Harare — Zimbabwe President Robert Mugabe was meeting with a South African delegation at the state house Thursday as negotiations pushed for a resolution to the political turmoil and the likely end to his decades-long rule.
South Africa President Jacob Zuma, speaking in parliament, said the political situation “very shortly will be becoming clear.” The talks include the military and, reportedly, the Catholic church.
Seizing on the political limbo to speak out, civil society groups and opposition leaders urged Mugabe to step aside after 37 years in power and for the country to transition into free and fair elections.
Mugabe has been in military custody, reportedly with his wife, since the army stepped in overnight Tuesday. There was no sign of former Vice President Emmerson Mnangagwa, whose firing last week angered supporters in the military amid widespread concern that unpopular first lady Grace Mugabe would take his place.
The military remained in the streets of Harare. Southern African regional officials were meeting in neighboring Botswana on the crisis.
A joint statement by more than 100 civil society groups urged the 93-year-old Mugabe, the world’s oldest head of state, to peacefully step aside and asked the military to respect the constitution. A joint statement by churches also appealed for calm.
One analyst said he believed the negotiations “have pretty much reached an end point” to get Mugabe to step aside and that it was a “matter of hours or days.”
Knox Chitiyo, associate fellow with the Africa program at Chatham House, warned that speculation remains high but said the aim was a peaceful, managed transition. He said the military wants a dignified exit for Mugabe, who has ruled since independence from white minority rule in 1980 and remains widely known, even praised, in Africa as a liberation leader.
Chitiyo said he doesn’t know where the ailing Mugabe would go but that the destination is “likely driven by his health.” Mugabe routinely seeks medical treatment in Singapore.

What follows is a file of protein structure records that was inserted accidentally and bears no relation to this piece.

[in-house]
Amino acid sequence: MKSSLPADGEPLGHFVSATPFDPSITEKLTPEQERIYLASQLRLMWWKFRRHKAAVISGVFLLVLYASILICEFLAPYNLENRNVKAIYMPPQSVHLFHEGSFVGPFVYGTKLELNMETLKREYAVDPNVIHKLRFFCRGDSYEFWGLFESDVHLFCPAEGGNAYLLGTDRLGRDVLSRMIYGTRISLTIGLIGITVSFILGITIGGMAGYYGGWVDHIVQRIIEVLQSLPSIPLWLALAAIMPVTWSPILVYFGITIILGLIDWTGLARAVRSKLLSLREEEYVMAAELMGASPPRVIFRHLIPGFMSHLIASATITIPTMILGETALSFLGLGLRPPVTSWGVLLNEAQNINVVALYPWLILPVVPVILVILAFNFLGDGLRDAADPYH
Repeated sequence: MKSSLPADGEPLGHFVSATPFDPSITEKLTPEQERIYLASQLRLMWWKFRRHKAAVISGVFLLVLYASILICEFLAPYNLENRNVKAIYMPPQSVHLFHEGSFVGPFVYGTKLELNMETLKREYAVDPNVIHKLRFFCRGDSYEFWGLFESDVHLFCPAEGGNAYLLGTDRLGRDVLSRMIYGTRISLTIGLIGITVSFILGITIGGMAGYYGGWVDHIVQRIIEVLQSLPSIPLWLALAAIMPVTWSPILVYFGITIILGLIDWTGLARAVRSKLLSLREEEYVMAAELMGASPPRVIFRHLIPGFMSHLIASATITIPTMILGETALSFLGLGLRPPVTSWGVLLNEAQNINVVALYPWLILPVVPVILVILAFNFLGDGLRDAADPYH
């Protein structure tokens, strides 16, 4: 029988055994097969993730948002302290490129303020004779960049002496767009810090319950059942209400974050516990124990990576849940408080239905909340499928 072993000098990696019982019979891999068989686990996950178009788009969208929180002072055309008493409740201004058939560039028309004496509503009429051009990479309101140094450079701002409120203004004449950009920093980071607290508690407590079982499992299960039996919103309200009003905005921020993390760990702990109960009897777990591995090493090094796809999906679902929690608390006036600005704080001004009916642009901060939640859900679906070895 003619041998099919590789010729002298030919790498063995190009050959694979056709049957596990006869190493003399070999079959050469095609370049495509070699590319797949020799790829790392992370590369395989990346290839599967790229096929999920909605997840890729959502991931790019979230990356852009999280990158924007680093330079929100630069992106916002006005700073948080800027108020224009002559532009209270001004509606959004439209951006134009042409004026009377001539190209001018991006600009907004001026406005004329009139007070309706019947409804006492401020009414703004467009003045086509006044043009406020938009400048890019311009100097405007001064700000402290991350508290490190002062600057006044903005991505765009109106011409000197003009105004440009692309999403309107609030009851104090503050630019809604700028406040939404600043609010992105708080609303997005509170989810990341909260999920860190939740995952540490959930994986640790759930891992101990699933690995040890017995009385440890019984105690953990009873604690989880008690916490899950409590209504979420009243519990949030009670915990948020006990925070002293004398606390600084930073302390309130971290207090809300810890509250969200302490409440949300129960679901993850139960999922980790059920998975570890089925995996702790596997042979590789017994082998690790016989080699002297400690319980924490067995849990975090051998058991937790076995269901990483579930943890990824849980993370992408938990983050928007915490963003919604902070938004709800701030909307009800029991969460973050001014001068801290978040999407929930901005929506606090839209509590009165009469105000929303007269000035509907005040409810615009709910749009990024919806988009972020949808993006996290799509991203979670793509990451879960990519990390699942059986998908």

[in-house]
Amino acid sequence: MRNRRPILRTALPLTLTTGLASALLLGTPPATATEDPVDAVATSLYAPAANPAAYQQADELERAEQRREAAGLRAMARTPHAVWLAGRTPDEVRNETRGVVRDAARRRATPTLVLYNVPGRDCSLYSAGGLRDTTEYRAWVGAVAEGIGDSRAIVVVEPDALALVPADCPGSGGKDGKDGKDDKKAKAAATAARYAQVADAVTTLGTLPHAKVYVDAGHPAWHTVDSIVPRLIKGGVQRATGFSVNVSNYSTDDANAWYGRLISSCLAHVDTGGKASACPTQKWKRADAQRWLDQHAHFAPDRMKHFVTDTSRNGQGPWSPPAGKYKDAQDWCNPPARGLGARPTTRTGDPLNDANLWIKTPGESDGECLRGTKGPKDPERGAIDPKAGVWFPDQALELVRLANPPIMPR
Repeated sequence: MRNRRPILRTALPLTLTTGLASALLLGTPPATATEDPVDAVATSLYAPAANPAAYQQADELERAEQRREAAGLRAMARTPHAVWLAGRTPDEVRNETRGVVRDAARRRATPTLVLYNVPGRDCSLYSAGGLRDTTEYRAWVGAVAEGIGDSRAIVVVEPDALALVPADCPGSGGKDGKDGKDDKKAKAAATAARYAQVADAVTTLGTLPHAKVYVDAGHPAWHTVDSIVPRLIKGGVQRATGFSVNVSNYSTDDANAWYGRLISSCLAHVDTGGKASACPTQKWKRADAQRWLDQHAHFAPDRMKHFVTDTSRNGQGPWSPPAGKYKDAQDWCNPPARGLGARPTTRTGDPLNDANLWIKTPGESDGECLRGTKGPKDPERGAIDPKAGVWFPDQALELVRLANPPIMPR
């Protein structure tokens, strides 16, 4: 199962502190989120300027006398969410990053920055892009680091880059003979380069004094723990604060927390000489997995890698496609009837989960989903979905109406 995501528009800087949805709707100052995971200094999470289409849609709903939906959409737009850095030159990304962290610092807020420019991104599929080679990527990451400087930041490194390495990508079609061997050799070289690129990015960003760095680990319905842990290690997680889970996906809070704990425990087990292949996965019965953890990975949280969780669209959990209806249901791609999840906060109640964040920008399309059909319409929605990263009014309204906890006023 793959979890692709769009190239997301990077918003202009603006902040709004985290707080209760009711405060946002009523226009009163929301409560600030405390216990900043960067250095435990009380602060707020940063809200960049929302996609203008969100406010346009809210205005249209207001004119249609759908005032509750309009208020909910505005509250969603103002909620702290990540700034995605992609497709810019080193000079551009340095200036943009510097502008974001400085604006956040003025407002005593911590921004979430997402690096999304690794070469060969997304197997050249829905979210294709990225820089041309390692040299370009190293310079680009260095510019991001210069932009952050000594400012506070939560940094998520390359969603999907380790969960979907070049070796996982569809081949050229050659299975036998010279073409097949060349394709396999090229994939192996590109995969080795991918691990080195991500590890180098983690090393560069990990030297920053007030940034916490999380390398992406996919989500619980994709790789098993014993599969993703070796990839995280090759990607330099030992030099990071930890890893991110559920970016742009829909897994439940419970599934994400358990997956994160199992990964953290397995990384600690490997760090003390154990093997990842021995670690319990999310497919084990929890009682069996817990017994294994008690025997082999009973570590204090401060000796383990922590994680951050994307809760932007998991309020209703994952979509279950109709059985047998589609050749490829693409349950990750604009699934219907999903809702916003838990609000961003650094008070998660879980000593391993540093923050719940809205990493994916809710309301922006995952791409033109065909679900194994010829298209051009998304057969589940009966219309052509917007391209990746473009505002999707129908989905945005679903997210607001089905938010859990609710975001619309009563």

Opposition leaders spoke out but said they had not been contacted as part of the Mugabe negotiations.
Opposition leader Morgan Tsvangirai, who shared power with Mugabe between 2009 and 2013, said Mugabe must resign and said his party would participate in talks on a transitional mechanism if approached.
He pointedly referred to Mugabe as “Mister.”
A vice president who was fired in 2014, Joice Mujuru, called for “free, fair and credible elections” following a transition arrangement that draws from a range of communities.
Zimbabwean Evan Mawarire, the pastor whose #ThisFlag social media campaign last year led to the largest anti-government protests in a decade, asked: “Should we just sit and wait or shall we at least be part of this transition process?”
Across the country, Zimbabweans long frustrated by crackdowns on dissent and a collapsing economy were enjoying freedoms they haven’t had in years. For once, they weren’t contending with bribe-seeking police officers who mounted roadblocks every few miles (kilometers).
Soldiers manning the few checkpoints leading into downtown Harare greeted motorists with a smile, searching cars without hostilities and wishing motorists a safe journey.
Street vendors who endured police raids after Mugabe ordered their removal were working without hassles. Trade unions urged workers to go about their business.
“The situation is quite OK because they are now returning to their jobs,” said one resident, Clinton Mandioper.
Human rights groups urged respect for rights as the drama played out.
Amid questions about the whereabouts of first lady Grace Mugabe, one Namibian newspaper, the New Era, reported that the country’s foreign minister denied she had fled there.
The U.S. Embassy advised citizens in Zimbabwe to “limit unnecessary movements” as political uncertainty continues. The British government also urged its citizens to avoid large gatherings and any demonstrations.